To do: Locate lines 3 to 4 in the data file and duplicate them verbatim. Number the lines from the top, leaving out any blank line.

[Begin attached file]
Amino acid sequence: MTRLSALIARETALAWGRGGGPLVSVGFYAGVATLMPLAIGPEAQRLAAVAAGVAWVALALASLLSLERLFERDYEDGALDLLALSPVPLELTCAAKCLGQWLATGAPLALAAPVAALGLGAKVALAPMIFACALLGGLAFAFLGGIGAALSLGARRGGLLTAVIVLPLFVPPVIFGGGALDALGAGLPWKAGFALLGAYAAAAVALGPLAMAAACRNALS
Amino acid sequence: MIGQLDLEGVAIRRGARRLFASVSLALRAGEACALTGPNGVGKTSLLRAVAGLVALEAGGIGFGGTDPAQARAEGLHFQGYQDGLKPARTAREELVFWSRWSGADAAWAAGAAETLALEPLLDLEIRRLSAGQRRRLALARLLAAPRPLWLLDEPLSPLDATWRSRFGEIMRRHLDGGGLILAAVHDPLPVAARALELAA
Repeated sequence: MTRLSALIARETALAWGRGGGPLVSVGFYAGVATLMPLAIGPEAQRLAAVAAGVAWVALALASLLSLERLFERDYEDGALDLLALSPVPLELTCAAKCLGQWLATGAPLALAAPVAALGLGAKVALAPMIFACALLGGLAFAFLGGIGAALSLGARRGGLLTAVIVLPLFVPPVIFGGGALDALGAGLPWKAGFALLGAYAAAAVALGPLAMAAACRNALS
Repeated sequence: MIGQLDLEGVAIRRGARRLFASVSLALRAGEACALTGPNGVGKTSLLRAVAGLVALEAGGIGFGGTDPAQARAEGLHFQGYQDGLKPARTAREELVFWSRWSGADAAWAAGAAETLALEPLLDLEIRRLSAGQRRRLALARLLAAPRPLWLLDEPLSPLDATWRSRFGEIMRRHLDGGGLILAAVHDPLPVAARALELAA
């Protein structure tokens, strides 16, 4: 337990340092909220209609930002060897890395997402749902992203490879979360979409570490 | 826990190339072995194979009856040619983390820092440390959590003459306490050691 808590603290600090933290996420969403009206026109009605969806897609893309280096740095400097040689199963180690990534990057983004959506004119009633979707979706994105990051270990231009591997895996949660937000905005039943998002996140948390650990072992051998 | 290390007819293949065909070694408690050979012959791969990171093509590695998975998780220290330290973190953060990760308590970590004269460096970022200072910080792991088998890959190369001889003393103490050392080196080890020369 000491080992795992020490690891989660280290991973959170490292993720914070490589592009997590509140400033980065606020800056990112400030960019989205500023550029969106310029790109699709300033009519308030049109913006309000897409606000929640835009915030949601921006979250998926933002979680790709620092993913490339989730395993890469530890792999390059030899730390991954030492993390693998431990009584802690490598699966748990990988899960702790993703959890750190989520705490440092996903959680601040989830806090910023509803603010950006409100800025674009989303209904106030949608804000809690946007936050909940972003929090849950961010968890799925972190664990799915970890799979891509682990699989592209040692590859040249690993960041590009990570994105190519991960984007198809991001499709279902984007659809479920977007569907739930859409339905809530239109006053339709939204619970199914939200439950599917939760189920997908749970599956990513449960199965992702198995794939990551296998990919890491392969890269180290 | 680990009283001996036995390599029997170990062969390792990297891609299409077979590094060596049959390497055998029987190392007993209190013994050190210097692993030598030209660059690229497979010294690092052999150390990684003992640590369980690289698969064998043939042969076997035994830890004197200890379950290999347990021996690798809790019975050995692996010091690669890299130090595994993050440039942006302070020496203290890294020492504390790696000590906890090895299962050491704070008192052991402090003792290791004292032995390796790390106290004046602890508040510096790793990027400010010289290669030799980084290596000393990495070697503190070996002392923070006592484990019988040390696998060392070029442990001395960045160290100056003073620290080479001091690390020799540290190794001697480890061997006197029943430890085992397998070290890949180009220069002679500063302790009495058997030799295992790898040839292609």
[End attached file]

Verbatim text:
Repeated sequence: MTRLSALIARETALAWGRGGGPLVSVGFYAGVATLMPLAIGPEAQRLAAVAAGVAWVALALASLLSLERLFERDYEDGALDLLALSPVPLELTCAAKCLGQWLATGAPLALAAPVAALGLGAKVALAPMIFACALLGGLAFAFLGGIGAALSLGARRGGLLTAVIVLPLFVPPVIFGGGALDALGAGLPWKAGFALLGAYAAAAVALGPLAMAAACRNALS
Repeated sequence: MIGQLDLEGVAIRRGARRLFASVSLALRAGEACALTGPNGVGKTSLLRAVAGLVALEAGGIGFGGTDPAQARAEGLHFQGYQDGLKPARTAREELVFWSRWSGADAAWAAGAAETLALEPLLDLEIRRLSAGQRRRLALARLLAAPRPLWLLDEPLSPLDATWRSRFGEIMRRHLDGGGLILAAVHDPLPVAARALELAA